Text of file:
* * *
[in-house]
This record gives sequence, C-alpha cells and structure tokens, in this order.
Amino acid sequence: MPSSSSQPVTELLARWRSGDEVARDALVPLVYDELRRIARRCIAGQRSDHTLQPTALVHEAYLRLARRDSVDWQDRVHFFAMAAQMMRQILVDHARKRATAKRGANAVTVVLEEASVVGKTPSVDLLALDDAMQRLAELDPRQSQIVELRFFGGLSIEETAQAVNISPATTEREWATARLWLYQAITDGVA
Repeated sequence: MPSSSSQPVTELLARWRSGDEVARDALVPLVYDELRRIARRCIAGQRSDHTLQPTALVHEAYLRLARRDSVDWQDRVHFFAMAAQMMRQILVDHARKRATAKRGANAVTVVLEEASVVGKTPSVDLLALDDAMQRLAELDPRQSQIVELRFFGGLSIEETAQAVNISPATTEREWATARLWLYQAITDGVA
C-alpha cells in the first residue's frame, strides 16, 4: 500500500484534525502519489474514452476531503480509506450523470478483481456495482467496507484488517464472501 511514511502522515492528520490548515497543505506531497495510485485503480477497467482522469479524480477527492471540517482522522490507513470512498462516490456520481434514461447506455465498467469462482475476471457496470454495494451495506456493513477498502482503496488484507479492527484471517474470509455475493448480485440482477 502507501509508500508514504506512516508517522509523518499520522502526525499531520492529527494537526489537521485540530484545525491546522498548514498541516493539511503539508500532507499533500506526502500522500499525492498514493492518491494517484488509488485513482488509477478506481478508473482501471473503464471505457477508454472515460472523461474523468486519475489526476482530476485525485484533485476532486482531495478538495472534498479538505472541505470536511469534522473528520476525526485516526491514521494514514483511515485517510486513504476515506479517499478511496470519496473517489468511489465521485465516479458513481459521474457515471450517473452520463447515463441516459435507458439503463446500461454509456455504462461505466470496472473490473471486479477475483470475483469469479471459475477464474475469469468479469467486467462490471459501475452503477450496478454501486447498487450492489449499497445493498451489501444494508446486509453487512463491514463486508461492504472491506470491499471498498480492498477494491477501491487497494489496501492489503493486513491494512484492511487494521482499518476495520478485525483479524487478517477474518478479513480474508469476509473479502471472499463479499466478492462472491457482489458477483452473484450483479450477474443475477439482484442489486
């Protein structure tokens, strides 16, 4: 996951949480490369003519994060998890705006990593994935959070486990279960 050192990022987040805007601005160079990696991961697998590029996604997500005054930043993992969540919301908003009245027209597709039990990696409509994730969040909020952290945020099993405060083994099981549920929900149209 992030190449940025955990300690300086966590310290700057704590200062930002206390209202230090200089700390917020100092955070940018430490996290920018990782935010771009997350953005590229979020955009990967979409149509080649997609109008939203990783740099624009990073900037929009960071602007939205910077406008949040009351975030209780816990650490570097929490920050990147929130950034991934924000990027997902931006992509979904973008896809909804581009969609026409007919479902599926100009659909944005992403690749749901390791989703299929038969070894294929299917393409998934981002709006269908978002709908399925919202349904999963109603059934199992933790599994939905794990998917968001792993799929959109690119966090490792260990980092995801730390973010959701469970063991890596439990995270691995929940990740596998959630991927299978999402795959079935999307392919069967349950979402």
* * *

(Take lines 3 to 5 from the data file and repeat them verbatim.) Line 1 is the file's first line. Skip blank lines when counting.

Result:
Amino acid sequence: MPSSSSQPVTELLARWRSGDEVARDALVPLVYDELRRIARRCIAGQRSDHTLQPTALVHEAYLRLARRDSVDWQDRVHFFAMAAQMMRQILVDHARKRATAKRGANAVTVVLEEASVVGKTPSVDLLALDDAMQRLAELDPRQSQIVELRFFGGLSIEETAQAVNISPATTEREWATARLWLYQAITDGVA
Repeated sequence: MPSSSSQPVTELLARWRSGDEVARDALVPLVYDELRRIARRCIAGQRSDHTLQPTALVHEAYLRLARRDSVDWQDRVHFFAMAAQMMRQILVDHARKRATAKRGANAVTVVLEEASVVGKTPSVDLLALDDAMQRLAELDPRQSQIVELRFFGGLSIEETAQAVNISPATTEREWATARLWLYQAITDGVA
C-alpha cells in the first residue's frame, strides 16, 4: 500500500484534525502519489474514452476531503480509506450523470478483481456495482467496507484488517464472501 511514511502522515492528520490548515497543505506531497495510485485503480477497467482522469479524480477527492471540517482522522490507513470512498462516490456520481434514461447506455465498467469462482475476471457496470454495494451495506456493513477498502482503496488484507479492527484471517474470509455475493448480485440482477 502507501509508500508514504506512516508517522509523518499520522502526525499531520492529527494537526489537521485540530484545525491546522498548514498541516493539511503539508500532507499533500506526502500522500499525492498514493492518491494517484488509488485513482488509477478506481478508473482501471473503464471505457477508454472515460472523461474523468486519475489526476482530476485525485484533485476532486482531495478538495472534498479538505472541505470536511469534522473528520476525526485516526491514521494514514483511515485517510486513504476515506479517499478511496470519496473517489468511489465521485465516479458513481459521474457515471450517473452520463447515463441516459435507458439503463446500461454509456455504462461505466470496472473490473471486479477475483470475483469469479471459475477464474475469469468479469467486467462490471459501475452503477450496478454501486447498487450492489449499497445493498451489501444494508446486509453487512463491514463486508461492504472491506470491499471498498480492498477494491477501491487497494489496501492489503493486513491494512484492511487494521482499518476495520478485525483479524487478517477474518478479513480474508469476509473479502471472499463479499466478492462472491457482489458477483452473484450483479450477474443475477439482484442489486